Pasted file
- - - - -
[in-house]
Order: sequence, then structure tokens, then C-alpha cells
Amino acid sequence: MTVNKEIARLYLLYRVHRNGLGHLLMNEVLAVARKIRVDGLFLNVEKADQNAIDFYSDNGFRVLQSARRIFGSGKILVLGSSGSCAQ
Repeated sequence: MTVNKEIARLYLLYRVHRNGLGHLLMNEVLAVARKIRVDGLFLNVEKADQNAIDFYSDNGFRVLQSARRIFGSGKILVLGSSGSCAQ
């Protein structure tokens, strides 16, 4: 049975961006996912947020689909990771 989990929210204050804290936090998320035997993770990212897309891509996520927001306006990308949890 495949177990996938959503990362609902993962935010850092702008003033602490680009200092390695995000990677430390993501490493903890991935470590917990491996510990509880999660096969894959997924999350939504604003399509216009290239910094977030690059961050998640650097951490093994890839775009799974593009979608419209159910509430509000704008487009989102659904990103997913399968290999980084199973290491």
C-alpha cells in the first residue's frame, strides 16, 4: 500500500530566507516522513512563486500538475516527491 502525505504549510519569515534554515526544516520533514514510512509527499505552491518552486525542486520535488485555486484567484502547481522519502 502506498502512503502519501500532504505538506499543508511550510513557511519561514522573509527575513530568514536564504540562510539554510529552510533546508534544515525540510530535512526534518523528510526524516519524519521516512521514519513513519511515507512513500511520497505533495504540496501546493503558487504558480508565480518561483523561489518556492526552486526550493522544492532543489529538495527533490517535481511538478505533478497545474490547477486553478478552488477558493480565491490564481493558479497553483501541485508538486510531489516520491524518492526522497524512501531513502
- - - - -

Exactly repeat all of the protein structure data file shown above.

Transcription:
[in-house]
Order: sequence, then structure tokens, then C-alpha cells
Amino acid sequence: MTVNKEIARLYLLYRVHRNGLGHLLMNEVLAVARKIRVDGLFLNVEKADQNAIDFYSDNGFRVLQSARRIFGSGKILVLGSSGSCAQ
Repeated sequence: MTVNKEIARLYLLYRVHRNGLGHLLMNEVLAVARKIRVDGLFLNVEKADQNAIDFYSDNGFRVLQSARRIFGSGKILVLGSSGSCAQ
């Protein structure tokens, strides 16, 4: 049975961006996912947020689909990771 989990929210204050804290936090998320035997993770990212897309891509996520927001306006990308949890 495949177990996938959503990362609902993962935010850092702008003033602490680009200092390695995000990677430390993501490493903890991935470590917990491996510990509880999660096969894959997924999350939504604003399509216009290239910094977030690059961050998640650097951490093994890839775009799974593009979608419209159910509430509000704008487009989102659904990103997913399968290999980084199973290491």
C-alpha cells in the first residue's frame, strides 16, 4: 500500500530566507516522513512563486500538475516527491 502525505504549510519569515534554515526544516520533514514510512509527499505552491518552486525542486520535488485555486484567484502547481522519502 502506498502512503502519501500532504505538506499543508511550510513557511519561514522573509527575513530568514536564504540562510539554510529552510533546508534544515525540510530535512526534518523528510526524516519524519521516512521514519513513519511515507512513500511520497505533495504540496501546493503558487504558480508565480518561483523561489518556492526552486526550493522544492532543489529538495527533490517535481511538478505533478497545474490547477486553478478552488477558493480565491490564481493558479497553483501541485508538486510531489516520491524518492526522497524512501531513502